There is of course a discipline of chemical engineering, and there really are generic cross-sector skills within that discipline, but with the glut of engineers caused by STEM promotion, employers have no incentive to help graduates to train or old hands to retrain. They want people who can do the job now, and they want them cheap. Why wouldn’t they? They are in the business of making money. But why would professional engineers want to help them to act in such a way?
The answer is our goodwill to the next generation. We wish the engineers who are to come well, and we want to help them. Sometimes our goodwill may be limited to just a subtype of engineers we identify with, but this is the main altruistic motivation of those I talk to. Our goodwill is being exploited by academia and big business to exploit in turn those who we wish to help.
I would call upon professional engineers to continue to help future engineers, but only in the most direct possible fashion. We should not provide our time for free to institutions who are charging students for the help we are providing unless we can control what is taught, again in the most direct way. We cannot trust our professional institutions to do this for us, as they have been taken over by academics.
It might be easier to just take on a graduate or an apprentice instead and make them into an engineer. Only engineers can make engineers, so it’s down to us.
We cannot however be responsible for taking on all of the massive glut of engineering grads being churned out worldwide. This is academia’s problem to solve, and they will not even see it as a problem until they see that STEM is a myth. We need fewer engineering grads, with more useful skills. Academia needs to recognise that with only 4% of engineering grads going into research, research is not on the list of useful skills.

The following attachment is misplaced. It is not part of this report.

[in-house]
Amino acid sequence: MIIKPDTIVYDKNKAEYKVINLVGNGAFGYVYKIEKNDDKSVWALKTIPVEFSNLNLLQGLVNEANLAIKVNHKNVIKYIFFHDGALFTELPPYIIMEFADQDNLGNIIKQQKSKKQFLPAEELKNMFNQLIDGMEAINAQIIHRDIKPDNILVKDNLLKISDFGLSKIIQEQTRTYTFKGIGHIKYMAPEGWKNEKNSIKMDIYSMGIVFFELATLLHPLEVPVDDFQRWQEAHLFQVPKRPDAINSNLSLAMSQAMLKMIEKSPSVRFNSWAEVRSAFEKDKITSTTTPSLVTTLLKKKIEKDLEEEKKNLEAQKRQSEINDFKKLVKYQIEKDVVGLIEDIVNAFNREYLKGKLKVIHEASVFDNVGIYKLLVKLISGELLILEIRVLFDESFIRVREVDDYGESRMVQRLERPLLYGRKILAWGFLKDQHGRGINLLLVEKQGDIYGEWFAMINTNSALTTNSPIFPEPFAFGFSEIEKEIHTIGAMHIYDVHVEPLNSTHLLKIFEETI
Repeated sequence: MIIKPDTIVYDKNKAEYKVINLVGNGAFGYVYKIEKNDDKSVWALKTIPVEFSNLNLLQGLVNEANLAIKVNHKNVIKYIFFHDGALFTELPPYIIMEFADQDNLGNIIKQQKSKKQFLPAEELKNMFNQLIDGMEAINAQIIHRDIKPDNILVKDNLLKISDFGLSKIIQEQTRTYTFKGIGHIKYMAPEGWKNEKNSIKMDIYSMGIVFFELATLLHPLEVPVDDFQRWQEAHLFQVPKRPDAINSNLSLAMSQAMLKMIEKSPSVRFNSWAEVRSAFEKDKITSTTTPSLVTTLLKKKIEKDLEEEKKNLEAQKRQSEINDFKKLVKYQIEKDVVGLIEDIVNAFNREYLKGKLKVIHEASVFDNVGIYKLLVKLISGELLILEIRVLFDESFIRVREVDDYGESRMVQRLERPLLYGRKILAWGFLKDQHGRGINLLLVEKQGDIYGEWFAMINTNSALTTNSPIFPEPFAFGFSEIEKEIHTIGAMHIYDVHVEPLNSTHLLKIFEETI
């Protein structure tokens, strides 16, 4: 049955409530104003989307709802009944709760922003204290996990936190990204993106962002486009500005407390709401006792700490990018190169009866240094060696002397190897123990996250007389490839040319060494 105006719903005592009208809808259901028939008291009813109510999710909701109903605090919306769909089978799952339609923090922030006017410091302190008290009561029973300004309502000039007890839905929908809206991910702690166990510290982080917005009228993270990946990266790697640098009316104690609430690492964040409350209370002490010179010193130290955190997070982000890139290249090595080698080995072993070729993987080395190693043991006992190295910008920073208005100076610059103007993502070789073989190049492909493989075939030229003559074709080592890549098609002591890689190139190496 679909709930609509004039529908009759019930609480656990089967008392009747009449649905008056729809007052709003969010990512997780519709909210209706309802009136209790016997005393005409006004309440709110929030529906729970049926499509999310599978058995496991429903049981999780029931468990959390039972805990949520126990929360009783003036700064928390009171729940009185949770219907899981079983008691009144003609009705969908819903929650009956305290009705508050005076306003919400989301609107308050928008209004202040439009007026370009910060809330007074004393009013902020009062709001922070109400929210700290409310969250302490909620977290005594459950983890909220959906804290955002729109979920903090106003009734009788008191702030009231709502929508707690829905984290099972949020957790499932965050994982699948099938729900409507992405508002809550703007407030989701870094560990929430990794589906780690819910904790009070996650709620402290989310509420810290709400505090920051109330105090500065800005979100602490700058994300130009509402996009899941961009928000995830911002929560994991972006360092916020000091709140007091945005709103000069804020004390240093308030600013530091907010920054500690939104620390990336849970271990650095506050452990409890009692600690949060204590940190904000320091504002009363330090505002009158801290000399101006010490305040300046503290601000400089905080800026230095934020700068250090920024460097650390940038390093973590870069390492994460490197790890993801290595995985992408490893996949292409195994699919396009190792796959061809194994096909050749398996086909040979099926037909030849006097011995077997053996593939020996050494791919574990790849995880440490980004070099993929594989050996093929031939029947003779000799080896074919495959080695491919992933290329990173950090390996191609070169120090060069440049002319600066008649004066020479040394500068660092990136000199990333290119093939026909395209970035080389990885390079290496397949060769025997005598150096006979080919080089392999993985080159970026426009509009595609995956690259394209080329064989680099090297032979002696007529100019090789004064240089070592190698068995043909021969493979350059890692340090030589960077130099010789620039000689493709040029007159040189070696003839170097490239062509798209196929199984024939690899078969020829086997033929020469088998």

Read more articles from Sean Moran, The Voice of Chemical Engineering
Professor Sean Moran is a Chartered Engineer with over twenty years’ experience in process design, commissioning and troubleshooting and is regarded as the ‘voice of chemical engineering’. He started his career with international process engineering contractors and worked worldwide on water treatment projects before setting up his own consultancy in 1996, specializing in process and hydraulic design, commissioning and troubleshooting of industrial effluent and water treatment plants.
Whilst Associate Professor at the University of Nottingham, he coordinated the design teaching program for chemical engineering students. Professor Moran’s university work focused on increasing industrial relevance in teaching, with a particular emphasis on process design, safety and employability.
Sean’s latest books are also available to order on the Elsevier Store. Use discount code STC317 at checkout and save up to 30% on your very own copy!